Louise Glück, Jewish poet of classical themes, wins the Nobel Prize
In the maelstrom of coronavirus, Borough Park protests and vice-presidential debates, finally some good news: Poet Louise Glück has been awarded the Nobel Prize for Literature. The granddaughter of Hungarian Jews who ran a New York grocery, she is the first Jewish literature laureate since Bob Dylan, who took the prize in 2016. The Swedish Academy praised the 77-year-old poet, citing “her unmistakable poetic voice that with austere beauty makes individual existence universal.”
The author of such collections as “The Triumph of Achilles,” “Meadowlands,” “Vita Nova,”“The Seven Ages” and the book-length poem “October,” responding tp the September 11 attacks on her native New York, Glück has collected numerous accolades throughout her career including the Pulitzer Prize, the PEN/Martha Albrand Award for Nonfiction, the National Book Award, the National Book Critics Circle award and a Guggenheim fellowship. Her most recent collection is 2014’s “Faithful and Virtuous Night.” Between 2003-2004, she served as the U.S. poet laureate, and she has taught at Williams College and is currently on the faculty at Yale.
In a phone call with a representative of the Nobel Prize following the announcement, Glück, in her custom erudite yet self-effacing style, started off with a relatable assertion: She could only talk for two minutes, she said, because “I really have to have some coffee or something right now.” Asked how the Nobel might change her life, she responded “My first thought was, I won’t have any friends, because most of my friends are writers. Then I thought, No that won’t happen. It’s too new, you know. I don’t know really what it means.” And, later, “I thought, well I can buy a house. But mostly I’m concerned for the preservation of daily life with people I love.”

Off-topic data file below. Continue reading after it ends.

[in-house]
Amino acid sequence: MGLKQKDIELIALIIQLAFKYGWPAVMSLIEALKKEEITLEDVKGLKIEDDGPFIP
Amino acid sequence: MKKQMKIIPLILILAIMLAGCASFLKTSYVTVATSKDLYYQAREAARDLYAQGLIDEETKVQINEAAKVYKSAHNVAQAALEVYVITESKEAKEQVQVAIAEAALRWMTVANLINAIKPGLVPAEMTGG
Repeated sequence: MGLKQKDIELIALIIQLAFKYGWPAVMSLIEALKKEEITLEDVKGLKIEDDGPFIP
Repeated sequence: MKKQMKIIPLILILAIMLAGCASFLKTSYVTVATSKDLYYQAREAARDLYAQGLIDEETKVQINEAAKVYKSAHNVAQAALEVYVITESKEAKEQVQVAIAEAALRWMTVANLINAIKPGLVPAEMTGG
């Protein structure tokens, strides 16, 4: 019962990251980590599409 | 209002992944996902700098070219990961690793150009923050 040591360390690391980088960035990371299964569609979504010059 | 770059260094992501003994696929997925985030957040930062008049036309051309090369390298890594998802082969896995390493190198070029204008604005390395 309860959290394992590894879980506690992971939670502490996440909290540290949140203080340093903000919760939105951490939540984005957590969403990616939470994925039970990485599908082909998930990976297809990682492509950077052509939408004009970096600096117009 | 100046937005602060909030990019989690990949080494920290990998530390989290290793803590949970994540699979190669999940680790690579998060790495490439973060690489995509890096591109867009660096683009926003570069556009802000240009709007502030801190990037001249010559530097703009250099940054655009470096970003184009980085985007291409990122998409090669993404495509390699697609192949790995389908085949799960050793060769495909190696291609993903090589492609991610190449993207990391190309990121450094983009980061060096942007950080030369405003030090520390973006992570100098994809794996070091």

Writing in The New York Times about her collection of poems written between 1962-2012, critic Dwight Garner praised her early work as having “a great novel’s cohesiveness and raking moral intensity. They display a supple and prosecutorial mind interrogating not merely her own life but also the sensual and political nature of the world that spins around it.”
In the same review, Garner mentioned how apt it was, given her incisive verse, that her late father helped invent the X-Acto knife.
When Glück’s father passed, she wrote the collection “Ararat” as a response. Named for the mountain region where Noah’s settled his Ark after the flood, it is one of many instances where her work, so steeped in mythology, drew references from the Hebrew Bible as well. Her work has been highlighted in The Forward on numerous occasions.
While some might ascribe Glück’s first response to winning the prize to shock, it’s in fact characteristic. In a 2009 interview with “American Poet,” Glück said, “When I’m told I have a large readership, I think, ‘Oh great, I’m going to turn out to be Longfellow’: somebody easy to understand, easy to like, the kind of diluted experience available to many. And I don’t want to be Longfellow. Sorry, Henry, but I don’t. To the degree that I apprehend acclaim, I think, ‘Ah, it’s a flaw in the work.’”